The highly publicized case known as Eric v. Lola reached its pinnacle on January 25, 2013. In a Judgment rendered by a divided bench, the Supreme Court of Canada rendered judgement in favour of “Eric”, recognizing the constitutional validity of the existing legal treatment of “de facto” or “common law” spouses in Quebec (Quebec (Attorney General) v. A, 2013 SCC 5).

Contrary to all other Canadian provinces, common law spouses in Quebec do not enjoy the legal protections afforded to married or civil union spouses upon the breakdown of their relationship, such as the partition of the family patrimony and partnership of acquests, the right to claim a compensatory allowance, and most notably to request spousal support. Historically, the Quebec legislature justified this distinction under the guise of respecting the freedom of choice of non-married spouses who did not wish to be subject to the rights and obligations associated with marriage (or civil union).

The relevant facts of the case are as follows. The parties met in 1992 in Lola’s native Brazil where she was a 17 year old student and Eric was a prospering 32 year old Quebec businessman. The parties lived in Montreal, and three children were born of their union between 1996 and 2001. Throughout their relationship, Eric saw to all of the family’s financial needs and they enjoyed a most privileged and luxurious lifestyle. Save for some attempts at a modelling career, Lola did not work during the parties’ relationship. Although she wanted to marry, Eric claimed not to believe in the institution of marriage. In 2002 and after seven years of cohabitation, the parties separated.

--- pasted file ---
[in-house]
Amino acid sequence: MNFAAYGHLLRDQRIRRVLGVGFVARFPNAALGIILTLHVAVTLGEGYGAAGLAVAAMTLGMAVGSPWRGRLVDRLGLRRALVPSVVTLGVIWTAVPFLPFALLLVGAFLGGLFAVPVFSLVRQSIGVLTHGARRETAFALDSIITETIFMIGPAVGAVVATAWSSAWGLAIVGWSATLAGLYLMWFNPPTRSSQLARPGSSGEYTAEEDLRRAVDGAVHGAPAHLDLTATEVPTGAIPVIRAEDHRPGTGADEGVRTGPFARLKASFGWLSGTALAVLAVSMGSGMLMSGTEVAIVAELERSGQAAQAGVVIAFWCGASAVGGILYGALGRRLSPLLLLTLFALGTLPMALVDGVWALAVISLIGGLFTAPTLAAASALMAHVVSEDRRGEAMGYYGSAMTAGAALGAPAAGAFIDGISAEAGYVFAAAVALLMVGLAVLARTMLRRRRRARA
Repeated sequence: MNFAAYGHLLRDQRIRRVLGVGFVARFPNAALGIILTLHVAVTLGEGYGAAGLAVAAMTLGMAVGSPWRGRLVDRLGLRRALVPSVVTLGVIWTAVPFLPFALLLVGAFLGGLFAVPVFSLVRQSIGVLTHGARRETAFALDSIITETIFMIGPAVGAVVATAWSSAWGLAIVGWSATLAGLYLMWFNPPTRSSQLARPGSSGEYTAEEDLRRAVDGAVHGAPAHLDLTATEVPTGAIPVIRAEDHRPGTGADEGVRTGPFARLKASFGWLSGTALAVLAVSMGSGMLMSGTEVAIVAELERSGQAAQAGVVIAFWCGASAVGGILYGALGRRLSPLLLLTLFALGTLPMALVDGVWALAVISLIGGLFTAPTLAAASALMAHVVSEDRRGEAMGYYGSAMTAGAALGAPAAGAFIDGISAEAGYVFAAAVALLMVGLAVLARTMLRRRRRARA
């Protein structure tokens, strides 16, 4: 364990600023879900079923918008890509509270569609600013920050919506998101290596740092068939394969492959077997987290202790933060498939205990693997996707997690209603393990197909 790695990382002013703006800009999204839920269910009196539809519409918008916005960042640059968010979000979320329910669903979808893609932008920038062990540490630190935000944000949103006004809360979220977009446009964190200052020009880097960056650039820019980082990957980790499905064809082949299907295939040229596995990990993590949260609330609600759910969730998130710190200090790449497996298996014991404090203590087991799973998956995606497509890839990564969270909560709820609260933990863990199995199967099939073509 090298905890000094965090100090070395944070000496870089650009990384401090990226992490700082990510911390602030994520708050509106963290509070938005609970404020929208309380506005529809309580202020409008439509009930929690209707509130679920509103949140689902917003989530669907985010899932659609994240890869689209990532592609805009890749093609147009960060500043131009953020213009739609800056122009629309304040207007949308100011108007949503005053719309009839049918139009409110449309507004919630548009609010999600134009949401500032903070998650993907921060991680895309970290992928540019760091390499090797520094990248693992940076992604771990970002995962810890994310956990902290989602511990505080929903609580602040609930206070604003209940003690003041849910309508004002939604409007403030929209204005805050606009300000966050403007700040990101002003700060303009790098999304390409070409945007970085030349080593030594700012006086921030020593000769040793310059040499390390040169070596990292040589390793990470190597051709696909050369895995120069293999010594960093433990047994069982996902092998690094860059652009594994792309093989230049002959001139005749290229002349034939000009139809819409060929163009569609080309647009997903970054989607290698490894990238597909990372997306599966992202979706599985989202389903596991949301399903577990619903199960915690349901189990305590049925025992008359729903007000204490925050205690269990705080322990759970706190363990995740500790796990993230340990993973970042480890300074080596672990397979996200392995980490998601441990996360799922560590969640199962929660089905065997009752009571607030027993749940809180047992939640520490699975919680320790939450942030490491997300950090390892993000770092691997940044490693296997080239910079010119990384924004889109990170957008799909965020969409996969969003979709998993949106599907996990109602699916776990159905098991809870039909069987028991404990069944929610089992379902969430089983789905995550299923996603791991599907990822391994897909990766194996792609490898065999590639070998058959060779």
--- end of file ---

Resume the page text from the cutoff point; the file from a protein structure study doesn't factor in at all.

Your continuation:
In virtue of a May 2006 Judgment of the Superior Court of Quebec, the parties were awarded joint custody of their three minor children, and Eric was ordered to pay child support of approximately $34,000 per month. In addition, he was responsible for various expenses of the minor children, namely their tuition, activities, nanny, chauffeur and cook. Moreover, by agreement Lola was provided with the use of a large residence (although not the ownership of same).

In pursuing her remaining claims before the Court, Lola raised the argument that the articles of the Civil Code of Quebec (C.C.Q.) that provided certain protections to married or civil union spouses upon the breakdown of their relationships were discriminatory in that they did not apply to common law spouses. Lola argued that common law spouses should benefit from the same protections as married or civil union spouses, that is, the right to the partition of family patrimony and partnership of acquests, to claim a compensatory allowance, the right to claim spousal support and the protections with respect to the family residence.